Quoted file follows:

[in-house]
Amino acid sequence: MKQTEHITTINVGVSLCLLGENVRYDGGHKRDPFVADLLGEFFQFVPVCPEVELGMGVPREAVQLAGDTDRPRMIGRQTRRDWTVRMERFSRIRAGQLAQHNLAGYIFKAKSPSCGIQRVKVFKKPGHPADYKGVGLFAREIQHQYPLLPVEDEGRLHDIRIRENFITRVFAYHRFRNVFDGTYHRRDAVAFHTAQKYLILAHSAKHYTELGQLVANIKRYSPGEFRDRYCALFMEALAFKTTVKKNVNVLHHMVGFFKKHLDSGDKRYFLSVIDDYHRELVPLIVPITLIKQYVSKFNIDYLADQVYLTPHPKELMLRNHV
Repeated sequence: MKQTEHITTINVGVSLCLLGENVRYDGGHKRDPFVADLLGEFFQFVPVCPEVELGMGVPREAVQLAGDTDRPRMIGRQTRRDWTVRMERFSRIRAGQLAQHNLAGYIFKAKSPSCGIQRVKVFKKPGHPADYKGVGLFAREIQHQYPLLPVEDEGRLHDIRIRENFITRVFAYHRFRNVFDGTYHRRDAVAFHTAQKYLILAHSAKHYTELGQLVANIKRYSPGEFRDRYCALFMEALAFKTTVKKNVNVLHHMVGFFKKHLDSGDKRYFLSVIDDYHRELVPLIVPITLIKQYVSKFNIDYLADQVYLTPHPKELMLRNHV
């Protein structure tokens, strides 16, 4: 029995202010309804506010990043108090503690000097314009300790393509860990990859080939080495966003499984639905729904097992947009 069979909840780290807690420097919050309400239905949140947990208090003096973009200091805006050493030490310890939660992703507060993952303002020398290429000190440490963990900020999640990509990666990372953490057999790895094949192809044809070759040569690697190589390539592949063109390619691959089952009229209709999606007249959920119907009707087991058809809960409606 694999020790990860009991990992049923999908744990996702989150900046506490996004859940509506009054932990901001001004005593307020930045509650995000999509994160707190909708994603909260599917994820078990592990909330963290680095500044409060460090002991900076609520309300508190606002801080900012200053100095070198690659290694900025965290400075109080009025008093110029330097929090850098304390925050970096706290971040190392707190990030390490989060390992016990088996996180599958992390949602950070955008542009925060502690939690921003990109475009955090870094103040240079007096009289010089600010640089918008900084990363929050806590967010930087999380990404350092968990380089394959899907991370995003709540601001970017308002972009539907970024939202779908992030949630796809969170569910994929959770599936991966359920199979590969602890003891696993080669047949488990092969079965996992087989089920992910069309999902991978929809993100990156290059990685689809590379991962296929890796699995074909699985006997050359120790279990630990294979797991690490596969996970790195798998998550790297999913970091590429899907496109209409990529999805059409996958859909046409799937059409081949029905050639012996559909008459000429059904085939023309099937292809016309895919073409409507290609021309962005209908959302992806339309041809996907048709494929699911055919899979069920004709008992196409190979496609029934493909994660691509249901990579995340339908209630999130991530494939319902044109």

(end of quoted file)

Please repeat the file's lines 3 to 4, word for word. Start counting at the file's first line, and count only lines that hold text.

Repeated sequence: MKQTEHITTINVGVSLCLLGENVRYDGGHKRDPFVADLLGEFFQFVPVCPEVELGMGVPREAVQLAGDTDRPRMIGRQTRRDWTVRMERFSRIRAGQLAQHNLAGYIFKAKSPSCGIQRVKVFKKPGHPADYKGVGLFAREIQHQYPLLPVEDEGRLHDIRIRENFITRVFAYHRFRNVFDGTYHRRDAVAFHTAQKYLILAHSAKHYTELGQLVANIKRYSPGEFRDRYCALFMEALAFKTTVKKNVNVLHHMVGFFKKHLDSGDKRYFLSVIDDYHRELVPLIVPITLIKQYVSKFNIDYLADQVYLTPHPKELMLRNHV
């Protein structure tokens, strides 16, 4: 029995202010309804506010990043108090503690000097314009300790393509860990990859080939080495966003499984639905729904097992947009 069979909840780290807690420097919050309400239905949140947990208090003096973009200091805006050493030490310890939660992703507060993952303002020398290429000190440490963990900020999640990509990666990372953490057999790895094949192809044809070759040569690697190589390539592949063109390619691959089952009229209709999606007249959920119907009707087991058809809960409606 694999020790990860009991990992049923999908744990996702989150900046506490996004859940509506009054932990901001001004005593307020930045509650995000999509994160707190909708994603909260599917994820078990592990909330963290680095500044409060460090002991900076609520309300508190606002801080900012200053100095070198690659290694900025965290400075109080009025008093110029330097929090850098304390925050970096706290971040190392707190990030390490989060390992016990088996996180599958992390949602950070955008542009925060502690939690921003990109475009955090870094103040240079007096009289010089600010640089918008900084990363929050806590967010930087999380990404350092968990380089394959899907991370995003709540601001970017308002972009539907970024939202779908992030949630796809969170569910994929959770599936991966359920199979590969602890003891696993080669047949488990092969079965996992087989089920992910069309999902991978929809993100990156290059990685689809590379991962296929890796699995074909699985006997050359120790279990630990294979797991690490596969996970790195798998998550790297999913970091590429899907496109209409990529999805059409996958859909046409799937059409081949029905050639012996559909008459000429059904085939023309099937292809016309895919073409409507290609021309962005209908959302992806339309041809996907048709494929699911055919899979069920004709008992196409190979496609029934493909994660691509249901990579995340339908209630999130991530494939319902044109």